So, what is love? Forget all the philosophy for a moment. Forget people's interpretations of this and that. If God is love (1 John 4:8) and Jesus is God (Colossians 2:9), then it makes sense that we find out what Jesus says about love. Is the greatest form of love showing judgment? Not according to Jesus. Jesus said the greatest form of love is self-sacrifice (John 15:13). Jesus also said that we are to love others the way Jesus loved us (John 13:34).
How did Jesus show love to people? With judgment? Sometimes, but when Jesus was talking in terms that were "judgmental," it was almost always directed at legalistic people. How did Jesus treat sinners? He loved them where they were. He just loved them first (often by healing them) and then he dealt with their sin. That was Jesus' pattern. Look at Zacchaeus in Luke 19. He was a thief. He had cheated people out of their money and all the people there knew it. What did Jesus do? Did he walk up to him and tell him to repent? No. Did Jesus call out his sin? No. Did Jesus show this man love by expressing God's judgment? No. Jesus went to his house and had dinner with him. Nowhere in this story do we see Jesus even mention his sin. Rather, Jesus loved him and in the process, an encounter with the savior caused him to change.
Another story I think of is in John 8. The teachers of the law and the Pharisees have caught a woman in the act of adultery. The law stated that the penalty for that sin was death and the legalistic people wanted to give God's judgment to her. Were they wrong about the law? No. They were speaking the truth, but they were not doing it in love. God's justice is always tempered by love and grace. These people didn't understand that. They were only interested in half the equation. Jesus looked at them and said a phrase that has become famous. "He who is without sin, cast the first stone." They all left, then Jesus asked the woman where her accusers had gone. She said they had left, so Jesus said, "Neither do I condemn you." If anyone had a right to condemn this woman, it was Jesus, yet he didn't. He still told her to go and sin no more, but only after he had shown her kindness and love.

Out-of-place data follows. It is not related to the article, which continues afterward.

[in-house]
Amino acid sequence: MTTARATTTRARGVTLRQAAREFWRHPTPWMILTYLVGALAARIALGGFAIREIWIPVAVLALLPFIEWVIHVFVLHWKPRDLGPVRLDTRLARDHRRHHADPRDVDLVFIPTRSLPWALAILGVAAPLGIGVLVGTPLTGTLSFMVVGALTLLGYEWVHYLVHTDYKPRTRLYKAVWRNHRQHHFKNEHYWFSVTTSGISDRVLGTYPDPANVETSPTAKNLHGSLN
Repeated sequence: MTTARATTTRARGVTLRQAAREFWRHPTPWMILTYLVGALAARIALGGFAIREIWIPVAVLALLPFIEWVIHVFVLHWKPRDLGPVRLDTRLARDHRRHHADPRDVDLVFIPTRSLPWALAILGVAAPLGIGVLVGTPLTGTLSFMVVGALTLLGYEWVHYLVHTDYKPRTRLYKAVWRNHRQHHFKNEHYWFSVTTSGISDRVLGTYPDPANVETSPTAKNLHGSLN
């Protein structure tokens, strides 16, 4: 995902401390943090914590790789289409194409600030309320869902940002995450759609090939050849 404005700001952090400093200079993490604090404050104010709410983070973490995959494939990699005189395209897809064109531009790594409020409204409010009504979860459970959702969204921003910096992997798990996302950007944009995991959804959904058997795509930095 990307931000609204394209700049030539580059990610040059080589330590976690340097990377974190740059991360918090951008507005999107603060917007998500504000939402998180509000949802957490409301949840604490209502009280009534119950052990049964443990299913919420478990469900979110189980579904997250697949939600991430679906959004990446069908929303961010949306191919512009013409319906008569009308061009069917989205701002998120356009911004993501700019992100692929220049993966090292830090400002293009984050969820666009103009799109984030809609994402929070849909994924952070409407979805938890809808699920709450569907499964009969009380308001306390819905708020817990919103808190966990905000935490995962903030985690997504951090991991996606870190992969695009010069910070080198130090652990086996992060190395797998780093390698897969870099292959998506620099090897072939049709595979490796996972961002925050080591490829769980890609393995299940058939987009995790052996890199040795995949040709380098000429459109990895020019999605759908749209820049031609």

In this, we see the answer to our questions. If we are to love people the same way Jesus loved, then we must first show them that they have value to us by showing them kindness and love before we ever try to talk to them about a sin. This is not some kind of bait and switch or "tolerant" theology. It's the model of love that Jesus demonstrated and commanded us to copy. There's an old saying that goes like this: "People will never care how much you know until they know how much you care."
Regardless of who you are, where you are from, what your background is, what has happened to you, what you've done, what you're doing, or what you will do, please know that God loves you. Yes you need God's forgiveness, but the fact is...we all do. Not only does God love you, I love you, too. You have value and a purpose. You are specially created by God for a reason and Jesus was willing to die for you to hear this message. There is hope for your life. There is peace in God unlike anything you've ever experienced. There is joy in him that goes beyond your circumstances. Your current choices, sins, lifestyle, or anything else do not change for a moment how much God loves you with everything he is, because God is love.
I hope you found this writing beneficial. God bless.